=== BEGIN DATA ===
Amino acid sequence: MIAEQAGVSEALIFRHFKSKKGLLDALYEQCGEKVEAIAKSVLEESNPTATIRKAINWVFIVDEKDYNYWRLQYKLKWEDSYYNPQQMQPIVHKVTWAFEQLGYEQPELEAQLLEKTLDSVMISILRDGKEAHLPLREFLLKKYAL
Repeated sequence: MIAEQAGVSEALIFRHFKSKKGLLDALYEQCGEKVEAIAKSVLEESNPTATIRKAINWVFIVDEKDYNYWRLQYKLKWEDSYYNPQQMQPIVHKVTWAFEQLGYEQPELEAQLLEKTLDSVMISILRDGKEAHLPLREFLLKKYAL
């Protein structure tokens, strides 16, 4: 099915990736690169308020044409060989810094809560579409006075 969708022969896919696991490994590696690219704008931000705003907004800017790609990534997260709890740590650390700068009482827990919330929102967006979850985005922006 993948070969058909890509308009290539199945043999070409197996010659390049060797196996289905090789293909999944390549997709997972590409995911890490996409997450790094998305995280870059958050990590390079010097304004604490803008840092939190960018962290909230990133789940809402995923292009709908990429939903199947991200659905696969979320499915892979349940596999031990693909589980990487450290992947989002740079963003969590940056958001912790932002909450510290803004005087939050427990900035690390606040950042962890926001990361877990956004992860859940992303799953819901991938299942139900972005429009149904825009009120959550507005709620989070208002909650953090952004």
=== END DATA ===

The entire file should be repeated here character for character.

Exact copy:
Amino acid sequence: MIAEQAGVSEALIFRHFKSKKGLLDALYEQCGEKVEAIAKSVLEESNPTATIRKAINWVFIVDEKDYNYWRLQYKLKWEDSYYNPQQMQPIVHKVTWAFEQLGYEQPELEAQLLEKTLDSVMISILRDGKEAHLPLREFLLKKYAL
Repeated sequence: MIAEQAGVSEALIFRHFKSKKGLLDALYEQCGEKVEAIAKSVLEESNPTATIRKAINWVFIVDEKDYNYWRLQYKLKWEDSYYNPQQMQPIVHKVTWAFEQLGYEQPELEAQLLEKTLDSVMISILRDGKEAHLPLREFLLKKYAL
């Protein structure tokens, strides 16, 4: 099915990736690169308020044409060989810094809560579409006075 969708022969896919696991490994590696690219704008931000705003907004800017790609990534997260709890740590650390700068009482827990919330929102967006979850985005922006 993948070969058909890509308009290539199945043999070409197996010659390049060797196996289905090789293909999944390549997709997972590409995911890490996409997450790094998305995280870059958050990590390079010097304004604490803008840092939190960018962290909230990133789940809402995923292009709908990429939903199947991200659905696969979320499915892979349940596999031990693909589980990487450290992947989002740079963003969590940056958001912790932002909450510290803004005087939050427990900035690390606040950042962890926001990361877990956004992860859940992303799953819901991938299942139900972005429009149904825009009120959550507005709620989070208002909650953090952004």